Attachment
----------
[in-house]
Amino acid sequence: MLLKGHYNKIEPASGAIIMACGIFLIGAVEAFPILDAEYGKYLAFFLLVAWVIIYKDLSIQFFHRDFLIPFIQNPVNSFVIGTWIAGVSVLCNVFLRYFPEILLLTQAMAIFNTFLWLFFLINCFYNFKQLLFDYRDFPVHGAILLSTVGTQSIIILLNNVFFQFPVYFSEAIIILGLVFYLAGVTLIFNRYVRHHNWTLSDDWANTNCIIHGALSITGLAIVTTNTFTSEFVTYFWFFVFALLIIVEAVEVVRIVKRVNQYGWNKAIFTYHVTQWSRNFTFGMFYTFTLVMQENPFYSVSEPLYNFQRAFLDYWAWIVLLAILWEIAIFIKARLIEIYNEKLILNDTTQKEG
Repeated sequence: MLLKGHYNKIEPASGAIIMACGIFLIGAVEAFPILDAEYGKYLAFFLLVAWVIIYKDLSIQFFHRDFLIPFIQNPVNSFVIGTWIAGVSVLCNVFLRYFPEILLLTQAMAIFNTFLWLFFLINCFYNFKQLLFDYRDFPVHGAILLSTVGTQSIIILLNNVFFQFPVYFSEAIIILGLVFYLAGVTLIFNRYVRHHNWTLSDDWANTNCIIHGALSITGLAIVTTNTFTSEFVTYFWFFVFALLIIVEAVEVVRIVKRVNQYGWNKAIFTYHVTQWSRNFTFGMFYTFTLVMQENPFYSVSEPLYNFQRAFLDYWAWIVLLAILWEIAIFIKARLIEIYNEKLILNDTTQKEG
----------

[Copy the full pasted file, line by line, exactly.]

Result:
[in-house]
Amino acid sequence: MLLKGHYNKIEPASGAIIMACGIFLIGAVEAFPILDAEYGKYLAFFLLVAWVIIYKDLSIQFFHRDFLIPFIQNPVNSFVIGTWIAGVSVLCNVFLRYFPEILLLTQAMAIFNTFLWLFFLINCFYNFKQLLFDYRDFPVHGAILLSTVGTQSIIILLNNVFFQFPVYFSEAIIILGLVFYLAGVTLIFNRYVRHHNWTLSDDWANTNCIIHGALSITGLAIVTTNTFTSEFVTYFWFFVFALLIIVEAVEVVRIVKRVNQYGWNKAIFTYHVTQWSRNFTFGMFYTFTLVMQENPFYSVSEPLYNFQRAFLDYWAWIVLLAILWEIAIFIKARLIEIYNEKLILNDTTQKEG
Repeated sequence: MLLKGHYNKIEPASGAIIMACGIFLIGAVEAFPILDAEYGKYLAFFLLVAWVIIYKDLSIQFFHRDFLIPFIQNPVNSFVIGTWIAGVSVLCNVFLRYFPEILLLTQAMAIFNTFLWLFFLINCFYNFKQLLFDYRDFPVHGAILLSTVGTQSIIILLNNVFFQFPVYFSEAIIILGLVFYLAGVTLIFNRYVRHHNWTLSDDWANTNCIIHGALSITGLAIVTTNTFTSEFVTYFWFFVFALLIIVEAVEVVRIVKRVNQYGWNKAIFTYHVTQWSRNFTFGMFYTFTLVMQENPFYSVSEPLYNFQRAFLDYWAWIVLLAILWEIAIFIKARLIEIYNEKLILNDTTQKEG